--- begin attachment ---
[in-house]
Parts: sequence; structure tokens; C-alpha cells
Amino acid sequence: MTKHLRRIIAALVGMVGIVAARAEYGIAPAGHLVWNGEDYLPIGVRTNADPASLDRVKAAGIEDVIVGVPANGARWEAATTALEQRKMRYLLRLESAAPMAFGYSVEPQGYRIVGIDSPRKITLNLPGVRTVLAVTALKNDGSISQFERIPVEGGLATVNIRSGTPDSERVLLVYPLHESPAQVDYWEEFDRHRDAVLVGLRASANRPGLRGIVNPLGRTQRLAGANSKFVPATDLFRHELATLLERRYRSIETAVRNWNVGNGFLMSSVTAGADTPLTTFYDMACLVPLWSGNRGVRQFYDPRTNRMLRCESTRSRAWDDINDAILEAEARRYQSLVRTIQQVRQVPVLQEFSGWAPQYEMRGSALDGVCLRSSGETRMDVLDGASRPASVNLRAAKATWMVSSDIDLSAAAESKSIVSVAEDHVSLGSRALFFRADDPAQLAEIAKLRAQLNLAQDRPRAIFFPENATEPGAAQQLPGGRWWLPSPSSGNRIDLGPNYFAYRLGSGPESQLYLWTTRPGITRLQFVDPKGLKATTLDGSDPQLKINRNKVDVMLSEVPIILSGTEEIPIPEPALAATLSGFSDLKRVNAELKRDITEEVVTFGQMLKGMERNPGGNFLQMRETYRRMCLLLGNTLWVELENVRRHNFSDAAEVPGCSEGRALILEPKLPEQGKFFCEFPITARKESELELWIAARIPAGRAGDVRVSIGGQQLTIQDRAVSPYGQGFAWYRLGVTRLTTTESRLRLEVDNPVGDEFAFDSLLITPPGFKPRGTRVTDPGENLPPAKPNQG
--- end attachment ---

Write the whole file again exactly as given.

[in-house]
Parts: sequence; structure tokens; C-alpha cells
Amino acid sequence: MTKHLRRIIAALVGMVGIVAARAEYGIAPAGHLVWNGEDYLPIGVRTNADPASLDRVKAAGIEDVIVGVPANGARWEAATTALEQRKMRYLLRLESAAPMAFGYSVEPQGYRIVGIDSPRKITLNLPGVRTVLAVTALKNDGSISQFERIPVEGGLATVNIRSGTPDSERVLLVYPLHESPAQVDYWEEFDRHRDAVLVGLRASANRPGLRGIVNPLGRTQRLAGANSKFVPATDLFRHELATLLERRYRSIETAVRNWNVGNGFLMSSVTAGADTPLTTFYDMACLVPLWSGNRGVRQFYDPRTNRMLRCESTRSRAWDDINDAILEAEARRYQSLVRTIQQVRQVPVLQEFSGWAPQYEMRGSALDGVCLRSSGETRMDVLDGASRPASVNLRAAKATWMVSSDIDLSAAAESKSIVSVAEDHVSLGSRALFFRADDPAQLAEIAKLRAQLNLAQDRPRAIFFPENATEPGAAQQLPGGRWWLPSPSSGNRIDLGPNYFAYRLGSGPESQLYLWTTRPGITRLQFVDPKGLKATTLDGSDPQLKINRNKVDVMLSEVPIILSGTEEIPIPEPALAATLSGFSDLKRVNAELKRDITEEVVTFGQMLKGMERNPGGNFLQMRETYRRMCLLLGNTLWVELENVRRHNFSDAAEVPGCSEGRALILEPKLPEQGKFFCEFPITARKESELELWIAARIPAGRAGDVRVSIGGQQLTIQDRAVSPYGQGFAWYRLGVTRLTTTESRLRLEVDNPVGDEFAFDSLLITPPGFKPRGTRVTDPGENLPPAKPNQG